Inflation heats up barbecue lovers

Inflation heats up barbecue lovers

Canada Day long weekend is the perfect time for burgers on the grill, cold drinks, and a good time with family and friends.

Posted at 4:42 pm

Brett Bundale
the canadian press

However, those backyard gatherings will cost more this year.

Food prices soared 9.7% in May from the same month a year earlier as inflation hit its highest level in nearly 40 years.

The prices of many barbecue dishes, such as steaks and vegetables, have risen again, making gatherings with family and friends more expensive.

Using prices compiled by Statistics Canada, the cost of hosting a Canada Day barbecue with eight adults and eight children today would be $302.04, more than 17% more than in 2021, when the bill was $257.27.

Price increases could lead to a change in shopping and consumption habits as people look to save money on groceries.

“Prices are rising much faster than we have been used to for four decades,” observed Sal Guatieri, a senior economist at the Bank of Montreal.

“People may start looking for cheaper items, especially when it comes to food. They could replace the steak with chicken to save money, for example. »

Also, long weekend travel will further strain budgets. The cost of refueling gas and spending the night in a hotel room went from about $220 a year ago to about $317, almost 44% more.

Still, rising costs shouldn’t deter Canadians from getting together and celebrating Canada Day.

“The pent-up demand to socialize, go out and barbecue this summer will outweigh price increases,” Guatieri said.

“But once households have depleted some of their savings and pent-up demand has subsided, we might start to see a bigger shift in behavior. »

Despite skyrocketing costs, Canadians are doing better this year than last, said Angelo Melino, an economics professor at the University of Toronto.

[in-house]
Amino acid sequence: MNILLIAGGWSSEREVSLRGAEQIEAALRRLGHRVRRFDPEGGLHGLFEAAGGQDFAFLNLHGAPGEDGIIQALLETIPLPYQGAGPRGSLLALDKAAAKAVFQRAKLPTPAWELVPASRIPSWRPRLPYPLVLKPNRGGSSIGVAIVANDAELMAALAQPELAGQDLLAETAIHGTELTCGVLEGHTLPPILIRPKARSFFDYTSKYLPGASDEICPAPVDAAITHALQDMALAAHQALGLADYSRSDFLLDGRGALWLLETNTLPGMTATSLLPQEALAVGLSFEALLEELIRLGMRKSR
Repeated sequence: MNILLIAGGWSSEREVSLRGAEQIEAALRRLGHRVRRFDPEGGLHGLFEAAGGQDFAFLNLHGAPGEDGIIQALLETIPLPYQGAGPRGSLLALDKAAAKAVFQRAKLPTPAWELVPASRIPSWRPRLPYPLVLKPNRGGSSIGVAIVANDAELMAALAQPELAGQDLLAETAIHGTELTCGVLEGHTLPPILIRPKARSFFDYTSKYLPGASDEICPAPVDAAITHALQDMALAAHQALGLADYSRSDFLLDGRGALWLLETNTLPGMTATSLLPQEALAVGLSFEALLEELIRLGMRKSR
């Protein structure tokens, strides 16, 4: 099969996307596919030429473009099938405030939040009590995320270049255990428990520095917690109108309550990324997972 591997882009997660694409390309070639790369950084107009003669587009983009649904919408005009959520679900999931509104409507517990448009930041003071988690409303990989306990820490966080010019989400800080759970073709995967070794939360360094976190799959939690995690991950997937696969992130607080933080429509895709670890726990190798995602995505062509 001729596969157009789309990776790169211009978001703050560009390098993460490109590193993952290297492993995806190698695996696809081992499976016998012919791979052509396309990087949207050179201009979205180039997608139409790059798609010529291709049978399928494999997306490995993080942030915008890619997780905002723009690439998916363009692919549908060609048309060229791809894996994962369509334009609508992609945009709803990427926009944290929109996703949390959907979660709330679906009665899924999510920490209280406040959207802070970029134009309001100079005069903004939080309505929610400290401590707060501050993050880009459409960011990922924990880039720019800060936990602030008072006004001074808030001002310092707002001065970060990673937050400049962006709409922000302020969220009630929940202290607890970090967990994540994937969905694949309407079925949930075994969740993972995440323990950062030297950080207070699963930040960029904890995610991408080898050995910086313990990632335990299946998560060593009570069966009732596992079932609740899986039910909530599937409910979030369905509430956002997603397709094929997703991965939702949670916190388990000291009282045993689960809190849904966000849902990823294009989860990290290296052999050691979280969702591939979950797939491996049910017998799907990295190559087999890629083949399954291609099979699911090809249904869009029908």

“More Canadians are working and working longer hours,” he said. The country’s gross domestic product (GDP), the amount of goods and services we produce, has increased and consumption has increased quite dramatically. »

While some higher costs may convince Canadians to turn to cheaper alternatives to the grocery store, prices for some barbecue staples have held steady.

“Alcohol and recreational cannabis are not increasing as much as other things, so maybe beer is a cheap drink for the 1Ahem July […], but maybe (people buy) hotdogs instead of steaks. »

Here’s an overview of the costs of items on a typical Canada Day barbecue menu.

Percentage price increases for food groups match the average increase in May from the same month last year, according to inflation data from Statistics Canada. Additional pricing details for a specific item are average estimates from April 2021 and April 2022, the most recent month for which price breakdown is available, and are not statistically comparable. Costs are estimated based on grocery prices for a barbecue with 16 people.

Beef: 11.2%

The cost of a kilogram of tenderloin steak was $22.87 in April 2021. For a barbecue with eight adults, each consuming about a half-kilogram steak, the cost would be $91.48. This year the cost would be $28.80 per kilogram for a total bill of $115.20.

Chicken: 7.9%

In April 2021, chicken breasts cost $12.58 per kilo. Two kilograms to share at the barbecue would cost $25.16. Today, with a price of $15.32 per kilogram, the cost would be $30.64.

Hot dogs, sausages: 9.9%

As of April 2021, about 400 grams of sausage cost $3.76, or about $7.52 for 800 grams (about two packages). In April 2022, the cost increased to $4.09 per 400 grams, or $8.18 per 800 grams.

Bread, rolls and buns: 11.1%

White bread sold for $3.37 per 675 grams in April 2022, while the same quantity sold for $3.03 in April 2021.

Vegetables: 10.2%

Fresh fruit: 11.3%

A kilogram of tomatoes went from $3.70 to $4.21, a kilogram of potatoes went from $4.22 to $4.18, a kilogram of onions went from $4.14 to $5.28, and romaine lettuce went from $2.63 to $3.58. The price of a melon rose to $3.28 in April from $2.82 a year earlier. The cost of a lawyer rose to $2.35 in April from $1.76 the year before.

Ice cream: 4.1%

A liter of ice cream that was about $4.50 in 2021, or $9 for two liters, would now cost about $4.70 or $9.40 for two liters.

Fats, edible oils: 30%

Condiments, spices and vinegars: 20.6%

A liter of ketchup went from $3.32 to $4.07, mayonnaise went from $4.55 to $5.93, and vegetable oil went to $10.83 for three liters, compared to $6.48. from last year.

Beer: 4.8%

A case of 24 beers that cost $47.50 a year ago would cost about $49.50 today.

Wine: 4.7%

A $20 bottle of wine a year ago would cost just under $21 today, or $40 for two bottles compared to $42 today.

The total cost of hosting a Canada Day barbecue in 2021 would have been around $257.31. Today, the same barbecue would cost $302.00, or more than 17% more.


#Inflation #heats #barbecue #lovers

Leave a Comment

Your email address will not be published.